1950s wood kitchen, “Before”:
… Cabinets painted black, “After”:
… But then: 50 hours of stripping later, “After” returns to “Before”… back to the natural wood:
Yes, haven’t we all done it — made a *big* decorating *mistake* that then takes hours to unwind. After he bought his 1950s house, Uncle Atom tried to dial up the retro in his original kitchen by painting the cabinets black, to coordinate with the black-and-white floor he also installed. But, it was just too dark, he said. So, some 50 hours of paint stripping later — he has returned his 1950s Scheirich kitchen cabinets to their original natural wood glory. A lesson here, maybe: Wood is good — especially much of the stuff used for kitchen cabinets back in the 1950s and 1960s…. So think long and hard before painting over it. As an alternative: Maybe a good cleanup and a fresh coat of shellac (or another product — I know readers have different favored methods) and the cabinets will be like new again for another few decades?
Continue on to learn about Uncle Atom’s process for removing the paint and then restoring an original finish to the cabinets… Dental picks, anyone? –>
Hi Pam,Our kitchen cabinets have a total of 18 doors, 7 drawers, and a lazy susan. I chose to tackle the job in sections so we could continue to use the kitchen throughout. I used pieces from a large roll of construction paper to protect countertops and floors while I stripped the cabinet faces.
On average it took a few minutes to remove a door and seal the hardware in a ziplock bag to keep from losing any screws or other pieces. It also took a few minutes to apply the stripper. Then I would wait about an hour on average for the stripper to do its work.
I used a standard razor blade holder for scraping off the loosened paint and it usually peeled off easily. Since there was white primer under the black paint, if I started scraping away the black too soon, the primer would not easily come off. A few times I had to apply more stripper to break up the primer, wait another hour and then scrape again. Then I used steel wool to remove any remaining paint or primer. I pulled the razor blade scraper through the routed channel on the door edges to get the paint out of the corners and crevices, then I followed with coarse steel wool and sandpaper. For tiny stubborn areas on doors and cabinet faces, I used dental picks I keep in my workshop.I probably spent a total of about 1-2 hours on each door panel (applying stripper, scraping, rubbing with steel wool and/or sandpaper, wiping everything down with mineral spirits, and finish sanding.) in a couple of cases the razor peeled back a piece of the wood, and then I had to glue and clamp the wood down. Once the glue dried I sanded the glued section to smooth that area out. Drawer fronts took about one third of the time that went into a door panel.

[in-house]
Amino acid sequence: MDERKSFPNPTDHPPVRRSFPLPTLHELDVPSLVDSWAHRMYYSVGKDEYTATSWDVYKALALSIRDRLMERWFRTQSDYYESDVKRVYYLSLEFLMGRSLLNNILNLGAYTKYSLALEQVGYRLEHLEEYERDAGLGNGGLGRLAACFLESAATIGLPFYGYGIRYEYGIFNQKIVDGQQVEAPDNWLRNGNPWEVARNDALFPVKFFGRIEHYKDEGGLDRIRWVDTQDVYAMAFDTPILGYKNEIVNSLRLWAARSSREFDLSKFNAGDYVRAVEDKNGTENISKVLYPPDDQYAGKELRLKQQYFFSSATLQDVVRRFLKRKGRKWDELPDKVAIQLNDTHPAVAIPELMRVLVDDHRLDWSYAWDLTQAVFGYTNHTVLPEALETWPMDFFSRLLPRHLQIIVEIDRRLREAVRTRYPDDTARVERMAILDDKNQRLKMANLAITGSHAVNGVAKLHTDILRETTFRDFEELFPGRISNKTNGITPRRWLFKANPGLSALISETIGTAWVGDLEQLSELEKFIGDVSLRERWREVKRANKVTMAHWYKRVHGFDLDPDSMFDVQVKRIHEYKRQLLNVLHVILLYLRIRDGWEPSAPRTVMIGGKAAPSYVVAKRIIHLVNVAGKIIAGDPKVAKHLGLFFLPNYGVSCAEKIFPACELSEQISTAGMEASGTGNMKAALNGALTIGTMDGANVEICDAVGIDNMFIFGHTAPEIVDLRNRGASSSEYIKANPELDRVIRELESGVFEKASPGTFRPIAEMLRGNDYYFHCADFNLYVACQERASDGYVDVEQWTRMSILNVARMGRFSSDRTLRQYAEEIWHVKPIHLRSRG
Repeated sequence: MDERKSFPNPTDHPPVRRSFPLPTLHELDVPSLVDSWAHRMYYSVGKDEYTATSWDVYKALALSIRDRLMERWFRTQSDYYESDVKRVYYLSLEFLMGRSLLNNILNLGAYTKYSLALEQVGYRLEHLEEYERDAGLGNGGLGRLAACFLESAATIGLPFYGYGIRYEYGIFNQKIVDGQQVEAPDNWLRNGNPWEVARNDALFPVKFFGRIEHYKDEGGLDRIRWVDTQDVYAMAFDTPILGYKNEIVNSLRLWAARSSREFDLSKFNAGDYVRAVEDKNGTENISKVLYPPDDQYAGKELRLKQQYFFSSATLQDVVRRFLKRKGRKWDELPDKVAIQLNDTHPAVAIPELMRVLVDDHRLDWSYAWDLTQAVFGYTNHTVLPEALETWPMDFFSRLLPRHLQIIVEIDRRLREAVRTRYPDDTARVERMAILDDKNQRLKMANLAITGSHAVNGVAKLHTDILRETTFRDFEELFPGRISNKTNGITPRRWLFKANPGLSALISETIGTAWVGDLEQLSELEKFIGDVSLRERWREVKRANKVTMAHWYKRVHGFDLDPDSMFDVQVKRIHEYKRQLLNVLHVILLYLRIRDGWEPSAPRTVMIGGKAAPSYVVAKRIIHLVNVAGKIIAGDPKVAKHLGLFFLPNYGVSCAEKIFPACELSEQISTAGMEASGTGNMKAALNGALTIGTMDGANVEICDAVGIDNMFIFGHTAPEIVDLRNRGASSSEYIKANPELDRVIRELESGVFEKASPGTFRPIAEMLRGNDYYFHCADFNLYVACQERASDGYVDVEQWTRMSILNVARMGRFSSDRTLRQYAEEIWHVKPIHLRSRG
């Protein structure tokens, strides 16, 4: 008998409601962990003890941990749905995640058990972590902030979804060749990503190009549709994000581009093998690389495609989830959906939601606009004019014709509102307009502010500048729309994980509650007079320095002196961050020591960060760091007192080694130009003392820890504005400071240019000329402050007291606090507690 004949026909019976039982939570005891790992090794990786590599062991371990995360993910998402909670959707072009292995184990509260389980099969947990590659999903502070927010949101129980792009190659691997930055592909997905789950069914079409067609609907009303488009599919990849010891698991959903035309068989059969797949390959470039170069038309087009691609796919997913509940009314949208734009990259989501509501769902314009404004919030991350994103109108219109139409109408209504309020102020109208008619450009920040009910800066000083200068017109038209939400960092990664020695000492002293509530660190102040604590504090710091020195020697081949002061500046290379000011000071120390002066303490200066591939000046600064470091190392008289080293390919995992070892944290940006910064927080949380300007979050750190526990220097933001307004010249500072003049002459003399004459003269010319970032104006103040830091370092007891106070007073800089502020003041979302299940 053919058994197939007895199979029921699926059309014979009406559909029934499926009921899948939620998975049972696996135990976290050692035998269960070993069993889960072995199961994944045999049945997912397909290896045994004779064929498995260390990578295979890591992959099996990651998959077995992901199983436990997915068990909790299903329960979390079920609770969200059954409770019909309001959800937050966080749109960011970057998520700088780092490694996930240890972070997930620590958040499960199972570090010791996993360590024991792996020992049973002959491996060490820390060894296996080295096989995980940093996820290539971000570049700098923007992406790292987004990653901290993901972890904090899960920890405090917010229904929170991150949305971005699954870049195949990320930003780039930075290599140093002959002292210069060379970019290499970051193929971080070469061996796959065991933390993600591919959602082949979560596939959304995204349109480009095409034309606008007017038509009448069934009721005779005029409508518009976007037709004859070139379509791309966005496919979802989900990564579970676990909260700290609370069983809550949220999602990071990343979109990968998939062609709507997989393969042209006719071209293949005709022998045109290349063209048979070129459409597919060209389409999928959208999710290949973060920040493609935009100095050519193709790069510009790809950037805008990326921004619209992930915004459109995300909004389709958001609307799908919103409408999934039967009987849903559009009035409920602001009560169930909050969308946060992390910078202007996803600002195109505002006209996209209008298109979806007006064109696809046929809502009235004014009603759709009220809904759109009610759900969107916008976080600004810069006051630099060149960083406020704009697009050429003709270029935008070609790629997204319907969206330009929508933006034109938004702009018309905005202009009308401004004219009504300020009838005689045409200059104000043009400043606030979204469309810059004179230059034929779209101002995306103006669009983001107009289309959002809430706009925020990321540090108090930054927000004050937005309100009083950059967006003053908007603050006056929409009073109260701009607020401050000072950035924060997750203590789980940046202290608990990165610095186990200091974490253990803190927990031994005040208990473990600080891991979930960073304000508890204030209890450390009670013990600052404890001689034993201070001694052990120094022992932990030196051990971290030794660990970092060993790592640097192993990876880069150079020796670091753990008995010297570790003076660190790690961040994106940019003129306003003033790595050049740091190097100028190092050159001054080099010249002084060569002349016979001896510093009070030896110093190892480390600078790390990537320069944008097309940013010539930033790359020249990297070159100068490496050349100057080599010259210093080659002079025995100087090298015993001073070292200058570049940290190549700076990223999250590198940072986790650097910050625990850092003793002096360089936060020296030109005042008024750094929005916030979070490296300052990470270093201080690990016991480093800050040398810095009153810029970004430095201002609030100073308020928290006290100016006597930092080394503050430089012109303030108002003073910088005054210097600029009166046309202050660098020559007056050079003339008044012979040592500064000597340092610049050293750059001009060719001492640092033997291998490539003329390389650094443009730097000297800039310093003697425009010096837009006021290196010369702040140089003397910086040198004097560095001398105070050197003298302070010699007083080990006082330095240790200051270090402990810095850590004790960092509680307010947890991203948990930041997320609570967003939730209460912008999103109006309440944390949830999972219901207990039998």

Before I shellacked a piece I wiped over it again with mineral spirits to remove and sawdust or specks of dirt. I didn’t think I needed to condition the wood, and after I shellacked one door as a test, I chose to skip a conditioning step.I gave each drawer front and door panel two to three coats of amber shellac on all surfaces and edges. The shellac dries very fast (less than five minutes). If the dried shellac had some rough areas I used very fine steel wool to smooth things out. I used the time I had while waiting for the stripper to work to clean, prime and spray the door and drawer handles with metallic copper paint.Once each door panel was done, I reattached the hinges and handles and reattached the door to the cabinet face. I chose to wait on reattaching the door catches and did those at the end of the job all at one time. (It takes a little adjusting to get each door catch to line up so it will correctly function to keep the door closed.)I used about four large containers of the Citrus Strip and a couple of quarts of Bullseye Amber shellac.It took me about six weekends and some evenings of work to get everything done. We’re very happy with the results, and now I’m motivated to tackle the countertops next although I haven’t decided what kind of Formica to use. I wish I could find something close to the mint green with gold specks Formica we have now. It’s in pretty rou shape with some burn marks. Soon I hope to get our vintage Frigidaire Flair double oven installed in the 40-inch wide space where we have a smaller oven right now.
I forgot that you asked for a photo of me. Here’s one of me in the wayback of my old station wagon, a 1969 Mercury Colony Park I restored a few years ago. I sold it to make room for another project.
Thank you, Uncle Atom. What a tenacious DIY-er you are — very impressive. Readers, remember, if you are stripping old paint be sure you know what’s in it… consult with a professional. Barry is the one who painted his cabinets black — so he knew there was no lead in the paint.